In 2012, the Rush (NY) Fire District retained an outside (third party) spec writer to “interact with apparatus manufacturers (OEMs) to coordinate preparing purchasing specifications” for a new pumper. Part 1 described the process from the successful bidder’s viewpoint.
Part 2 evaluates the process from the purchaser’s perspective. Apparatus purchasing committee (APC) members and past chiefs Bob Faugh, Mike Terzo Sr., and Dale Sweet were interviewed. Faugh and Terzo are current fire commissioners. Answers to specific questions (in italics) appear throughout this article.
Rush Truck Committee
“Truck committee” is local terminology for an APC. Faugh, says, “Our truck committee has considerable experience in purchasing apparatus. It includes four former chiefs. Most were involved in major purchases made in 2010; 2004; 2003; and with some on truck committees in 1995, 1992, and 1991. They’ve been through it before. Input from firematic line officers and firefighters was funneled through the department chief, Jim Bucci, who also sat on the committee.”
|1 The rear view of existing Pumper 582, a 2003 model that has served the district well. (Photos by author.)|
Why a third-party spec writer?
Faugh states, “In the past, we always had a dealer help write specifications. The district had no problems with any of the manufacturers of the apparatus and chassis currently in service and would have purchased any of them. This time we felt writing an open specification would result in multiple bids benefiting the fire department and the taxpayers.” He explains that there were two major reasons for going with an outside spec writer. “We knew the direction we wanted to go but weren’t sure of the best way to get there. Some had reservations [about whether] a dealer would write an open specification. We didn’t want to favor one manufacturer or exclude any either. It was best to have someone with no skin in the game. Another consideration was the time constraints on committee members. They spent a lot of time accumulating information, going to trade shows, and visiting other fire departments that recently purchased apparatus. We didn’t relish meeting with a dozen vendors trying to sort through sales pitches.”
Terzo concurs. “We spent a year at trade shows gathering ideas for this truck and talking with builders and inspecting their work,” he says. “We did the same for our previous purchase, the rescue truck. The third party saved us lots of time. We were spinning our wheels a little bit in the beginning with many ideas, and the third party took us in the right direction to getting what we wanted. Instead of wasting time meeting with many dealers, we got the spec narrowed down to those who were interested in building the truck.”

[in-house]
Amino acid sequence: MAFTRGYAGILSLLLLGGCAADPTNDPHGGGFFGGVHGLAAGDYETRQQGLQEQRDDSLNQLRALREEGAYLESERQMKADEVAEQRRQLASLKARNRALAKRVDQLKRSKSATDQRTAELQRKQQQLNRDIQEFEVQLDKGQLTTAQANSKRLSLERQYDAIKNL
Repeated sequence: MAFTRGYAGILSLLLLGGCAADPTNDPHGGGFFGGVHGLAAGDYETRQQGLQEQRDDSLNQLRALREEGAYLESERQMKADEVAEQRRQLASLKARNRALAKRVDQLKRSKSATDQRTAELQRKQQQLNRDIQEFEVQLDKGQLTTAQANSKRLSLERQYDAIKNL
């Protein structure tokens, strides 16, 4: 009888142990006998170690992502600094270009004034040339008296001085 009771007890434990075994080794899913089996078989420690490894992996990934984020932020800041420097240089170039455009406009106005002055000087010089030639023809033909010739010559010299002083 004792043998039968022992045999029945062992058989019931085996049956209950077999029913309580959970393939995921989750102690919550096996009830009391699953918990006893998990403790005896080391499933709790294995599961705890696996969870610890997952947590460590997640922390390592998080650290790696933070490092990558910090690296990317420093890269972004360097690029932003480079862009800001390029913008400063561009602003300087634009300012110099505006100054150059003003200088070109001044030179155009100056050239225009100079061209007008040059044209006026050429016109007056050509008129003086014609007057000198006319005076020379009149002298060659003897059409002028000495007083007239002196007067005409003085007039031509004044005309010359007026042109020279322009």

|2 3 The rear view of the new Pumper 584. The new rig has all three suctions slide in on the right side with enclosed ladder storage on the left. The single high rear step compartment was split into an upper compartment carrying strainers and a lower compartment carrying a hydrant makeup kit. A tradeoff for redesigning and adding features to the back end was that the rear two-inch preconnected handline (tan in color on both rigs) remained high off the ground.|
Sweet adds, “Many of us had time constraints. Our lives are much busier now than they were in previous years. The spec writer kept everyone focused by not letting the committee lean toward any one manufacturer. The committee had ideas that I believe were good but needed some direction in order to make them happen. The third party’s fire department experience and suggestions helped us decide whether or not to pursue those ideas and how to do it. I think the outside spec writer process worked well. It kept us from dropping the ball and helped keep moving things along.”
Faugh concludes, “We wanted someone to review our ideas and coordinate with manufacturers to see if they were interested in working with us and if they could build what we wanted.”
Was it beneficial to have suggestions and ideas offered by a third party who did not have an agenda?
Faugh: He was not hired to recommend what to buy or whose apparatus to purchase. He made suggestions on how to lay out what we wanted from both a firefighter’s and a manufacturer’s perspective and then he coordinated with interested manufacturers if they could bid on it.
Sweet: Yes, it helped. I believe using a third-party spec writer you are familiar with and has no ties to possible bidders is beneficial, and I would do it again.